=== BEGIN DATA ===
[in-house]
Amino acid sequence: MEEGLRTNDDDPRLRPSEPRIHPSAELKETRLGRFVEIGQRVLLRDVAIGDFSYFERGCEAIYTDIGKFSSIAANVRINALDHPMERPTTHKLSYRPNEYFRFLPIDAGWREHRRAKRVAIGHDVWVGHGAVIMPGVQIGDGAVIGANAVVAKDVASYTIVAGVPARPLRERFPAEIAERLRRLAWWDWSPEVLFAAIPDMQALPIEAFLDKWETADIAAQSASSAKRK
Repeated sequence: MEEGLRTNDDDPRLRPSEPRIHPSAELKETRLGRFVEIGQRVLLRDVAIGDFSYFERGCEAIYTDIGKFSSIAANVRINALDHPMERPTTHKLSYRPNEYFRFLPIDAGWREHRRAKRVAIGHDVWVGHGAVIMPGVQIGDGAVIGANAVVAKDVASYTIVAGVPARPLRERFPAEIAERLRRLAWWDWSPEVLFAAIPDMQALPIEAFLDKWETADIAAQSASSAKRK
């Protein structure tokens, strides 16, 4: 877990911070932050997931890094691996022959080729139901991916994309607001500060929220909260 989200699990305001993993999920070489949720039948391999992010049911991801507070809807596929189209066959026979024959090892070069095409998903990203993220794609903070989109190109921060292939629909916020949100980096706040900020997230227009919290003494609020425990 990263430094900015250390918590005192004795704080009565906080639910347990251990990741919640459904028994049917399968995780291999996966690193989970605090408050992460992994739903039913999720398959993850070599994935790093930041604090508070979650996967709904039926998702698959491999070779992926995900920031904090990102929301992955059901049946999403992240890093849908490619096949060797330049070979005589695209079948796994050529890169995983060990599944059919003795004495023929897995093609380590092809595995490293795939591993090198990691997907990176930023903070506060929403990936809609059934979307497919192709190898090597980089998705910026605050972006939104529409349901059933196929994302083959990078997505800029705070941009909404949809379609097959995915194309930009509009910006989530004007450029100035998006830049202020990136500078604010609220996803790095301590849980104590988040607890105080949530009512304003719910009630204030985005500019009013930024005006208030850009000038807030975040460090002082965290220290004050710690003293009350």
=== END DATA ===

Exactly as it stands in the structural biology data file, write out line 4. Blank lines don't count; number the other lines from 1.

């Protein structure tokens, strides 16, 4: 877990911070932050997931890094691996022959080729139901991916994309607001500060929220909260 989200699990305001993993999920070489949720039948391999992010049911991801507070809807596929189209066959026979024959090892070069095409998903990203993220794609903070989109190109921060292939629909916020949100980096706040900020997230227009919290003494609020425990 990263430094900015250390918590005192004795704080009565906080639910347990251990990741919640459904028994049917399968995780291999996966690193989970605090408050992460992994739903039913999720398959993850070599994935790093930041604090508070979650996967709904039926998702698959491999070779992926995900920031904090990102929301992955059901049946999403992240890093849908490619096949060797330049070979005589695209079948796994050529890169995983060990599944059919003795004495023929897995093609380590092809595995490293795939591993090198990691997907990176930023903070506060929403990936809609059934979307497919192709190898090597980089998705910026605050972006939104529409349901059933196929994302083959990078997505800029705070941009909404949809379609097959995915194309930009509009910006989530004007450029100035998006830049202020990136500078604010609220996803790095301590849980104590988040607890105080949530009512304003719910009630204030985005500019009013930024005006208030850009000038807030975040460090002082965290220290004050710690003293009350």